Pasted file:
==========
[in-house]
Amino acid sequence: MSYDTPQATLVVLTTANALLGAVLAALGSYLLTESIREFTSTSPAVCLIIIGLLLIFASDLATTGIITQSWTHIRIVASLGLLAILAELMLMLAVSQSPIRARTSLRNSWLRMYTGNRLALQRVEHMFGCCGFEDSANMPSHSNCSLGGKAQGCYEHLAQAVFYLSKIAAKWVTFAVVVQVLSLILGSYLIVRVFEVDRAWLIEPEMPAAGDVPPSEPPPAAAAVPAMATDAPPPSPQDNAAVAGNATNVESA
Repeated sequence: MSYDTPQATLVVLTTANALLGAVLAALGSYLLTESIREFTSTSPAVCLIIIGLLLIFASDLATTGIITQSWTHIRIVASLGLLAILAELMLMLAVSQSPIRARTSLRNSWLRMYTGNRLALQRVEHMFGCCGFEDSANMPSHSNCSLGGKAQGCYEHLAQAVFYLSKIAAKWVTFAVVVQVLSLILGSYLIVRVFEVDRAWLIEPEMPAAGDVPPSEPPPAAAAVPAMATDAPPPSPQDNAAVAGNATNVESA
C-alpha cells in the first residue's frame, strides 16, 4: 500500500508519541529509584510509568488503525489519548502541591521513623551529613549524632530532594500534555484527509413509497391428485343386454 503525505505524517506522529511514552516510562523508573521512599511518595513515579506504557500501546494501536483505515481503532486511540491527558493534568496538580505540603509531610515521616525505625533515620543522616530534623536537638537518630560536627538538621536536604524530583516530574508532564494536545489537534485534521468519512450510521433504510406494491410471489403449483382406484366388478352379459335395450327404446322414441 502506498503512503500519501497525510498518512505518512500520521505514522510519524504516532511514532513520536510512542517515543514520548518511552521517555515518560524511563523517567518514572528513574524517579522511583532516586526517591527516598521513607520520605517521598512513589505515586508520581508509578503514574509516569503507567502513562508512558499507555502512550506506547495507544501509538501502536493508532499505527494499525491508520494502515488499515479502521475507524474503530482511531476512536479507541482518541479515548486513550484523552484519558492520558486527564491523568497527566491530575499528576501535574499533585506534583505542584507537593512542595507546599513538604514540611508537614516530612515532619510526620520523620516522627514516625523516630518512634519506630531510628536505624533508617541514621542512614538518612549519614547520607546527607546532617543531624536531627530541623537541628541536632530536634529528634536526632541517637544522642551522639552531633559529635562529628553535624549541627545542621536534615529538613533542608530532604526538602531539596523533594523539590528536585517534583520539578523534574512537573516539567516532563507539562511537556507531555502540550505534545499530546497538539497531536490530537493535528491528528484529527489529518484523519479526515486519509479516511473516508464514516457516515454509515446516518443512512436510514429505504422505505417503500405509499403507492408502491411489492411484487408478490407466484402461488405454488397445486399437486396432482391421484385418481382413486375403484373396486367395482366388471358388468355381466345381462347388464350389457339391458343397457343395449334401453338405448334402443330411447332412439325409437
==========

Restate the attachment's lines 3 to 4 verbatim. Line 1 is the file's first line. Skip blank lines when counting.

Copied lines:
Repeated sequence: MSYDTPQATLVVLTTANALLGAVLAALGSYLLTESIREFTSTSPAVCLIIIGLLLIFASDLATTGIITQSWTHIRIVASLGLLAILAELMLMLAVSQSPIRARTSLRNSWLRMYTGNRLALQRVEHMFGCCGFEDSANMPSHSNCSLGGKAQGCYEHLAQAVFYLSKIAAKWVTFAVVVQVLSLILGSYLIVRVFEVDRAWLIEPEMPAAGDVPPSEPPPAAAAVPAMATDAPPPSPQDNAAVAGNATNVESA
C-alpha cells in the first residue's frame, strides 16, 4: 500500500508519541529509584510509568488503525489519548502541591521513623551529613549524632530532594500534555484527509413509497391428485343386454 503525505505524517506522529511514552516510562523508573521512599511518595513515579506504557500501546494501536483505515481503532486511540491527558493534568496538580505540603509531610515521616525505625533515620543522616530534623536537638537518630560536627538538621536536604524530583516530574508532564494536545489537534485534521468519512450510521433504510406494491410471489403449483382406484366388478352379459335395450327404446322414441 502506498503512503500519501497525510498518512505518512500520521505514522510519524504516532511514532513520536510512542517515543514520548518511552521517555515518560524511563523517567518514572528513574524517579522511583532516586526517591527516598521513607520520605517521598512513589505515586508520581508509578503514574509516569503507567502513562508512558499507555502512550506506547495507544501509538501502536493508532499505527494499525491508520494502515488499515479502521475507524474503530482511531476512536479507541482518541479515548486513550484523552484519558492520558486527564491523568497527566491530575499528576501535574499533585506534583505542584507537593512542595507546599513538604514540611508537614516530612515532619510526620520523620516522627514516625523516630518512634519506630531510628536505624533508617541514621542512614538518612549519614547520607546527607546532617543531624536531627530541623537541628541536632530536634529528634536526632541517637544522642551522639552531633559529635562529628553535624549541627545542621536534615529538613533542608530532604526538602531539596523533594523539590528536585517534583520539578523534574512537573516539567516532563507539562511537556507531555502540550505534545499530546497538539497531536490530537493535528491528528484529527489529518484523519479526515486519509479516511473516508464514516457516515454509515446516518443512512436510514429505504422505505417503500405509499403507492408502491411489492411484487408478490407466484402461488405454488397445486399437486396432482391421484385418481382413486375403484373396486367395482366388471358388468355381466345381462347388464350389457339391458343397457343395449334401453338405448334402443330411447332412439325409437